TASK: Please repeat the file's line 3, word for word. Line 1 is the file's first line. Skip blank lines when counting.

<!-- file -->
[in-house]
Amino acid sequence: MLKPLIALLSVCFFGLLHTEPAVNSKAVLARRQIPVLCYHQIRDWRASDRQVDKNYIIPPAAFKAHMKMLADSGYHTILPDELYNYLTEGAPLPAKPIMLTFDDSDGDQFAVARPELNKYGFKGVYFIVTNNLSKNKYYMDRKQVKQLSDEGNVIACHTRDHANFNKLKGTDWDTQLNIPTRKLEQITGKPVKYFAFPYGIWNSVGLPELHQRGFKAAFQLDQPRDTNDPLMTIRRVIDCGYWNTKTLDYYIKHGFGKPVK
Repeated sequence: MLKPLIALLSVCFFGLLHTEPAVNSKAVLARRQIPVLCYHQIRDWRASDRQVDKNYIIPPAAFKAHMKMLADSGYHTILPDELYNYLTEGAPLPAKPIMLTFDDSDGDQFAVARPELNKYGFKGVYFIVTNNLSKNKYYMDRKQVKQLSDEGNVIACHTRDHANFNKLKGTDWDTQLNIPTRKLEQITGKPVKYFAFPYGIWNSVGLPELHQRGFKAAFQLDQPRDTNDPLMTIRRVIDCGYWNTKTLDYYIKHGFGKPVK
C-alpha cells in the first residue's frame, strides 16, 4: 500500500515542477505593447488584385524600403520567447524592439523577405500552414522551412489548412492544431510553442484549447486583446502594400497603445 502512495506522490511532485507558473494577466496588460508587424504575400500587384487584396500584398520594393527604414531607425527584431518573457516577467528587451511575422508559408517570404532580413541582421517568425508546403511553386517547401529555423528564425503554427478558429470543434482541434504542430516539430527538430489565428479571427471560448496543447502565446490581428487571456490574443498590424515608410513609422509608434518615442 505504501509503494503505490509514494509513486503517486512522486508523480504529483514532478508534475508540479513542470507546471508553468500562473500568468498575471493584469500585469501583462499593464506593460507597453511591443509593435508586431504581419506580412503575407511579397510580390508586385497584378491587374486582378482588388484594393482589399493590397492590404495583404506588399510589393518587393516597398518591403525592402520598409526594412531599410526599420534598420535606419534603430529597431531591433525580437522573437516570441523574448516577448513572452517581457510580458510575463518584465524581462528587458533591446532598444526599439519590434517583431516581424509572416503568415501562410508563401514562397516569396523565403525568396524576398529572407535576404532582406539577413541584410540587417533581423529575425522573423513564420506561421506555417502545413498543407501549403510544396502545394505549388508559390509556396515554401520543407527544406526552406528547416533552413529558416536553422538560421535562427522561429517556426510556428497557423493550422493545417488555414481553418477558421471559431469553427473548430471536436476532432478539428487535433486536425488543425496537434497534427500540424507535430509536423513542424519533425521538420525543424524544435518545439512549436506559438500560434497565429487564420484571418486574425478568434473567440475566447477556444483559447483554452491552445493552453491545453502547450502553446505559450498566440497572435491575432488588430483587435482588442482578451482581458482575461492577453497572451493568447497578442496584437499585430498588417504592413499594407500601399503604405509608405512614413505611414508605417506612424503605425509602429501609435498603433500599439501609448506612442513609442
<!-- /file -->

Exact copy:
Repeated sequence: MLKPLIALLSVCFFGLLHTEPAVNSKAVLARRQIPVLCYHQIRDWRASDRQVDKNYIIPPAAFKAHMKMLADSGYHTILPDELYNYLTEGAPLPAKPIMLTFDDSDGDQFAVARPELNKYGFKGVYFIVTNNLSKNKYYMDRKQVKQLSDEGNVIACHTRDHANFNKLKGTDWDTQLNIPTRKLEQITGKPVKYFAFPYGIWNSVGLPELHQRGFKAAFQLDQPRDTNDPLMTIRRVIDCGYWNTKTLDYYIKHGFGKPVK